Addressing the health and environmental challenges of the channel and its surrounding communities is no easy task. The partners acknowledge that expanding the support of the CMP project to encompass different levels and sectors is necessary, and so are continuing to use the communities’ input for their projects. With projects such as reconnecting the CMP to the San Juan Bay, developing a broader vision for the dredging of the channel, improving infrastructure and housing, and fostering socioeconomic development, the UWFP is ensuring that they improve the ecosystem while balancing the communities’ needs.
Because of better communications and collaborations between various federal, state and local partners involved in the Federal Partnership, ENLACE has completed or is conducting the following:
- Caño Martin Peña Ecosystem Restoration Project, which includes the development of the Feasibility Report (approved on May 2016): the first step in achieving major dredging to restore water flow within the channel and improve water quality within the estuary
- Solid waste collection trucks provided by local government for community-based recycling
- Martin Peña Health Impact Assessment (2014) in partnership with Icahn School of Medicine at Mount Sinai: ENLACE conducted a health impact assessment of the environmental restoration of the CMP, the first known health impact assessment to be conducted in Puerto Rico
Lessons Learned in the Aftermath of Hurricane Maria
Because of a history of engagement and an established communication network, the CMP communities were able to mobilize rapidly and effectively in response to the disaster. They had already acquired some needed equipment, such as water pumps, and so were able to mitigate hazardous flood conditions. Community leaders acted as first responders, quickly assessing the damages and communicating to authorities about immediate financial and material needs—such as tarps to replace over 800 roofs and mosquito nets, repellants, and larvicides. G8, ENLACE, and El Fideicomiso de la Tierra worked together with over 600 volunteers over two months to clear debris, repair damaged houses, install three solar-powered community centers, and prepare 5,000 hot meals. Pre-established unity and organization were extremely important, since over seventy-five CMP families lost their homes to Maria, and many residents had to seek shelter with their neighbors.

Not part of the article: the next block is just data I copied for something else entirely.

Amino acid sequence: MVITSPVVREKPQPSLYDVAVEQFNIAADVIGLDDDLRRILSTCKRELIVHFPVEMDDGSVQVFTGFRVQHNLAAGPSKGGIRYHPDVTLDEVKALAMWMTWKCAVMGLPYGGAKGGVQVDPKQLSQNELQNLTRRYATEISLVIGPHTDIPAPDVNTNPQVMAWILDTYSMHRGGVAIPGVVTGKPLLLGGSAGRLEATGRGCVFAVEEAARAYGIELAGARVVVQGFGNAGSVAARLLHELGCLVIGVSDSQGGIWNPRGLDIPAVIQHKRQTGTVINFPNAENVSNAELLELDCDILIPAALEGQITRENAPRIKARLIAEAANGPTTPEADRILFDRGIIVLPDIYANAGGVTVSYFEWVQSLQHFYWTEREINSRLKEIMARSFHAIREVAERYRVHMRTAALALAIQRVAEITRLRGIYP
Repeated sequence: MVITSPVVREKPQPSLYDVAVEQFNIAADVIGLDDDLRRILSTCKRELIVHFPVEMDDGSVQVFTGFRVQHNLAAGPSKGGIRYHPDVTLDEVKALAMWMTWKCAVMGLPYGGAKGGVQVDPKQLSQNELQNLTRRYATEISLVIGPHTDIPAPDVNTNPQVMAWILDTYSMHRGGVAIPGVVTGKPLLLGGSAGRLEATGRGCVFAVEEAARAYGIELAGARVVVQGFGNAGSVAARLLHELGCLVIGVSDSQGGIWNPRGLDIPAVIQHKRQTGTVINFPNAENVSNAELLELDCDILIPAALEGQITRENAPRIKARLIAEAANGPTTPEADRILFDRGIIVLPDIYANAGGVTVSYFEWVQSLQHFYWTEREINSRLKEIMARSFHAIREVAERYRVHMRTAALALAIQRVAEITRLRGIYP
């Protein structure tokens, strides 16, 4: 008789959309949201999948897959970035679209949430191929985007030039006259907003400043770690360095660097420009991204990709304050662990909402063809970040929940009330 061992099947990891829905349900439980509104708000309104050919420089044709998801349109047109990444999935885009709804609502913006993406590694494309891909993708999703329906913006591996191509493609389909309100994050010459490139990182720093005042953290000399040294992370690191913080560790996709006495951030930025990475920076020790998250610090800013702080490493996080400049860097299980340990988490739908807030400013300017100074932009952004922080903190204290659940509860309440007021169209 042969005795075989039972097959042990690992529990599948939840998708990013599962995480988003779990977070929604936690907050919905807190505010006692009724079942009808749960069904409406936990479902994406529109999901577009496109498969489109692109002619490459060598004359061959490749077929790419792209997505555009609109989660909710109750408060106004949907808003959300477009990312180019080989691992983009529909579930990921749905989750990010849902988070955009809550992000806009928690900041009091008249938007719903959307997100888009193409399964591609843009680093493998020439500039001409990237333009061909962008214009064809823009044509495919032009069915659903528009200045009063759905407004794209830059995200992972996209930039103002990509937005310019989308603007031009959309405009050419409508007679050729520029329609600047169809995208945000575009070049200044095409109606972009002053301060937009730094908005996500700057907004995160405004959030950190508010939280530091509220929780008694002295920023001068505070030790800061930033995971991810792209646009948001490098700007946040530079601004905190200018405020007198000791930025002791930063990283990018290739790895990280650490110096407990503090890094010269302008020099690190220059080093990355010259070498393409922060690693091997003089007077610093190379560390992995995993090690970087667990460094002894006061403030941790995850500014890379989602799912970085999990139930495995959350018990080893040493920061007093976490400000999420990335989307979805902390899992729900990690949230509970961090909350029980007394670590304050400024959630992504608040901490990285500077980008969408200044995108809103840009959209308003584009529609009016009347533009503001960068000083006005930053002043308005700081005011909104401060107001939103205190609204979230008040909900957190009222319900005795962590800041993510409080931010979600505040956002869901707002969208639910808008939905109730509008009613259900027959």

The storm highlighted concerns ENLACE has been expressing for years — including the need for built, electrical, and communication infrastructure. Storms like Maria will become more frequent in coming years, and a cleared and open channel is vital for the long term resilience and health of CMP communities. Maria’s impacts underscored the urgency of these priorities.
Lessons for the Federal Partnership and UWLN Members
When providing resources and assistance during and in the aftermath of disasters, it is vital to assess and respond to the immediate needs of affected communities. During and after Maria, over 70% of CMP communities were flooded by contaminated water, so one of the most urgent concerns was water quality. Communities experiencing drastic flood events and exposure to flood-borne pollutants often do not have the means to conduct water quality testing or treatment, and may not have access to potable water. A larger network with directory information for groups or experts that could provide aid in this area—such as accessible methods of research, water treatment and filtering, disease prevention, and the like—would be helpful for those who cannot access this kind of information or resource in a disaster situation. Further networking on a national scale around identification and mobilization of expertise is one way to help communities to become more resilient in the long term. In the short term, it is important to support on-the-ground organizations that are directly servicing the immediate needs of the community.
On the national level, mainland individuals and groups should use their voices to advance policies in favor of addressing environmental and social issues, long-term resilience, and short- and long-term relief efforts, since U.S. territories do not have the ability to directly influence federal elections and policies.
Resources and Further Reading
Documentary: Agua Mala (Caño Martín Peña), or “Bad Water”: video of ENLACE work
Please support Maria recovery efforts through Global Giving.